5.2 What if I’m accused of fabricated induced illness (FII)?

Fabricated and Induced Illness (FII) is classed as a rare form of child abuse where the parent, usually the mother, is accused of making up, exaggerating or deliberately harming their childiii. It used to be known as ‘Munchausen’s Syndrome by Proxy’. Behaviours considered to be characteristics of FII include a carer who: 

  • persuades healthcare professionals that their child is ill when they’re perfectly healthy 
  • exaggerates or lies about their child’s symptoms 
  • manipulates test results to suggest the presence of illness – for example, by putting glucose in urine samples to suggest the child has diabetes 
  • deliberately induces symptoms of illness – for example, by poisoning her child with unnecessary medication or other substances. 

We are seeing a growing trend in allegations of FII leading to child protection or care proceedings, particularly if mothers have asked for help, for example with their child’s disability. So if a mother disagrees with a child’s medical treatment or asks the school for an Educational and Health Care Plan (EHCP) so that their child receives support, they might find that teachers and doctors report them for FII. We know that it’s much cheaper for LAs to bring a court case alleging FII than to provide the support families need! There is also a growing trend in domestic abuse cases where a father accuses the mother of FII in order to deflect attention from the domestic abuse he has perpetrated.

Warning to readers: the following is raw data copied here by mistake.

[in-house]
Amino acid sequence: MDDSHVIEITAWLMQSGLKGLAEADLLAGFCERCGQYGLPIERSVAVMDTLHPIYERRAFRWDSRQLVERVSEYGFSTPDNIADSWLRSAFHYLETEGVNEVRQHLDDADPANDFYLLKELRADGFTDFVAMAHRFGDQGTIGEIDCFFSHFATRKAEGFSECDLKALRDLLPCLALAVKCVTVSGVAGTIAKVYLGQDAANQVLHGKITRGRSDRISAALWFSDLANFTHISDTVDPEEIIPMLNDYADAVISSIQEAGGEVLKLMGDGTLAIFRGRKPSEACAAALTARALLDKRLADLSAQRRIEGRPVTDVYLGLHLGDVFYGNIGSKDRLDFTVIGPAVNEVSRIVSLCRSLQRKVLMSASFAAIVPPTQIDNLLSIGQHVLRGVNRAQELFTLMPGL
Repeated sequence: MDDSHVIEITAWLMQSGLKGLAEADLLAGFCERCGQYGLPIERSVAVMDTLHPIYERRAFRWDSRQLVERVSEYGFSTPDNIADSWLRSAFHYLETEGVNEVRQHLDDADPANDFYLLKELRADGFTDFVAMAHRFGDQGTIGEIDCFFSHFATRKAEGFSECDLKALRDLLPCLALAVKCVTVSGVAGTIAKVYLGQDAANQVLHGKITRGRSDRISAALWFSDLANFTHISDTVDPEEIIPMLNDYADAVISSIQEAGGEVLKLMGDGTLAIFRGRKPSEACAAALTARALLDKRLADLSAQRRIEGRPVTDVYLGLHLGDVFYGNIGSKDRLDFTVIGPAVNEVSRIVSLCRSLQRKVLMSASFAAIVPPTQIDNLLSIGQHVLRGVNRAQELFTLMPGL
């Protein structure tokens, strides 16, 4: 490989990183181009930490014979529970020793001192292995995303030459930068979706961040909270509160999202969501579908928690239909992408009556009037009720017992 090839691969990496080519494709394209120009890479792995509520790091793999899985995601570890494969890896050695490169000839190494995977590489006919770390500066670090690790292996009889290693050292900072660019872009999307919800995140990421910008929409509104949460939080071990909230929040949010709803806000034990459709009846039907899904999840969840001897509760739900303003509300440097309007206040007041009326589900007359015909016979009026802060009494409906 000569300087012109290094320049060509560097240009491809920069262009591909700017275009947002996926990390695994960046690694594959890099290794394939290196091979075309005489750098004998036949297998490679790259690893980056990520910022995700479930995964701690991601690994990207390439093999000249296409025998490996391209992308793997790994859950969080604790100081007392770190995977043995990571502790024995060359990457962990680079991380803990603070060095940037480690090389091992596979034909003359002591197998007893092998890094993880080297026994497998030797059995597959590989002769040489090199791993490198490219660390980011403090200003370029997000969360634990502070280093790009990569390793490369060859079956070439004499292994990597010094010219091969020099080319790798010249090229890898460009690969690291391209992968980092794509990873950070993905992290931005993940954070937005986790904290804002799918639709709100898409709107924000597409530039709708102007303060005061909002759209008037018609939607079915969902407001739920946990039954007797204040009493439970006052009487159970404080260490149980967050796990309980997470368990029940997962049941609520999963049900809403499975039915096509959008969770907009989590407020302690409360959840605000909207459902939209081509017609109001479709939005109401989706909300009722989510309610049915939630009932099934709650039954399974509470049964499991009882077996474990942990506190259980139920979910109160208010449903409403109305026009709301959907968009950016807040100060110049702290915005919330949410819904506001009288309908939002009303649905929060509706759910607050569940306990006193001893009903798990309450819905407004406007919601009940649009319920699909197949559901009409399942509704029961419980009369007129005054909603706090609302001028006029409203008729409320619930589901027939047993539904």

It is important that you seek advice from a lawyer or advocate as soon as you are accused of exaggerating your child’s disability/ill-health. Don’t think that if you tell the social worker about your child’s condition this will prove your case. It’s better to refer them to your GP or your child’s specialist doctor if they want more information. Once accused by a professional they will rarely back down and will encourage other professionals to make further accusations against you. It is important to record all telephone conversations and visits with social workers, consultants, GPs, nurses, teachers, midwives, school nurses and health visitors. Keep everything in an email so that there is a paper trail. 

We suggest you make a Subject Access Request (SAR, Appendix 1) to any organisation/agency who has dealt with your child as these records will become important to your case. Don’t pursue further medical tests in the hope of proving your innocence, unless it is an emergency as these too will be used against you. 

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